3. Hi all, This is more of a feedback/general question than any kind of specific problem... kind of. A while ago I wrote a sound engine with SlimDX. While writing it, it was pointed out to me that I was creating a new XAudio2 device and mastering voice for each sound I was creating and that this probably wasn't the best approach. It was fine to use a single static instance of these and I created a static manager class to initialize and shut down the sound engine, that is, to create and destroy my XAudio2 device and mastering voice. Everything worked great and no problems! Until now that is... through a rather random incident during testing, it turns out that when a remote desktop session is disconnected, after reconnecting sound won't work. I did some digging around and my guess is that the Windows playback device, Remote Audio, goes away when the session closes and a new one is created when the new session connects. I would then have to guess that the XAudio2 device that was created is no longer valid. Unfortunately there appears to be no exception or error to indicate this... as far as SlimDX/XAudio2 is concerned, there are no problems at all. It continues to play sounds, it's just that nothing happens. I created a test application and modified my code so that each sound would create/destroy it's own device and mastering voice. Doing this, sounds created before the session disconnect no longer work; however, sounds created after reconnecting do play correctly. So I have two questions: 1. Is it reasonable to have each sound create/maintain it's own XAudio2 device and mastering voice? The advice I was given, which makes a lot of sense, was that this is wasteful; however, being unable to create sounds after losing the remote session is a bit of a problem for us. 2. Is this something anybody else has encountered? Does anyone have any thoughts on how to overcome this problem? I appreciate any help anyone can give. Thank you!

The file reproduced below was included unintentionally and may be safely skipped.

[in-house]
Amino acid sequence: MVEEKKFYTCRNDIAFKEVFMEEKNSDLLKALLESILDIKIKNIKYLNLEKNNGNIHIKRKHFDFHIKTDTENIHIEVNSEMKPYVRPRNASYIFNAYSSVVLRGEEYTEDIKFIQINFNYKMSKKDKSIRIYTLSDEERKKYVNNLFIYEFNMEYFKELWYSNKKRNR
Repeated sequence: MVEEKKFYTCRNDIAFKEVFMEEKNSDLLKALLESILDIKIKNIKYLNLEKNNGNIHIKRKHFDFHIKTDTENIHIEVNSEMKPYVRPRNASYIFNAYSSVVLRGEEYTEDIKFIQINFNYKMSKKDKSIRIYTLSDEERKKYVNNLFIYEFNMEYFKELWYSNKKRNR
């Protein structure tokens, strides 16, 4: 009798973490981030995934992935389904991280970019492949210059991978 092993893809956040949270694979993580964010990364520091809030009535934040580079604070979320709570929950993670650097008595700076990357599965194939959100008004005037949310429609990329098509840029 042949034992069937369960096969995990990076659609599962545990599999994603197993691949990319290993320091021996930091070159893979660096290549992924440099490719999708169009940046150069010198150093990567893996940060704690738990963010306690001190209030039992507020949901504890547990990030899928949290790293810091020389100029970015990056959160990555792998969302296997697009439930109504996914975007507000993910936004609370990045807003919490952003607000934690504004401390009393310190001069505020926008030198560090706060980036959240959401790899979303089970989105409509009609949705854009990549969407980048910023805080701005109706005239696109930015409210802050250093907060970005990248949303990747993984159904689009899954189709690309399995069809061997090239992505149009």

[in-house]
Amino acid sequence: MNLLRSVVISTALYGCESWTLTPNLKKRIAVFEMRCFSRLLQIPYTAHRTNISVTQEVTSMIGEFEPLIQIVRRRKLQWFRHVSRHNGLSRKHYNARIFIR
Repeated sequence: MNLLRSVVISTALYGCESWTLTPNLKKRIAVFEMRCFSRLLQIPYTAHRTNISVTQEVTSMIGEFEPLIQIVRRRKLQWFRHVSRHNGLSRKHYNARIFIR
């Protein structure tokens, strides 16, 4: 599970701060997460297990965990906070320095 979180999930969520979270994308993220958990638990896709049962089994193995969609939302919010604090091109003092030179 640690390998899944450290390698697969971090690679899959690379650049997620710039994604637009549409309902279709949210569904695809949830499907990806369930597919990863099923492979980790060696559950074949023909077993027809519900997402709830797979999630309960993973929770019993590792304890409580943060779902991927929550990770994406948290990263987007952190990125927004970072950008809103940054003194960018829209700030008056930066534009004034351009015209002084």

4. Cleanup of XAudio2 device.

    Just to update this... I ran out of time and had to go with a work around solution that I'm not entirely happy with, but I guess them's the breaks. I'll try to revisit the problem at a later date and if I make any headway on it, I'll post back here. Thanks for your help though, Mike. I appreciate the comments!
  5. Cleanup of XAudio2 device.

    Hmmm, perhaps... though I'm not sure why disposing of the items would cause the crash to go away. Is SlimDX doing the CoInitialize call for XAudio2 somewhere? I searched through XAudio2.cpp and MasteringVoice.cpp and didn't get any hits. Our main application does have a CoInitialize call (and subsequent CoUninitialize at the end) and exhibits the same behvaiour as the test app, which doesn't have it's own CoInitialize calls. (Also, I should mention, I know very little about these... the bulk of my experience is on the C# end of things but I find myself getting mixed into unmanaged C++ code ) I appreciate the help and if I can get the debug working maybe I'll have a bit more information, which is taking a while to set up. Yay slow networks.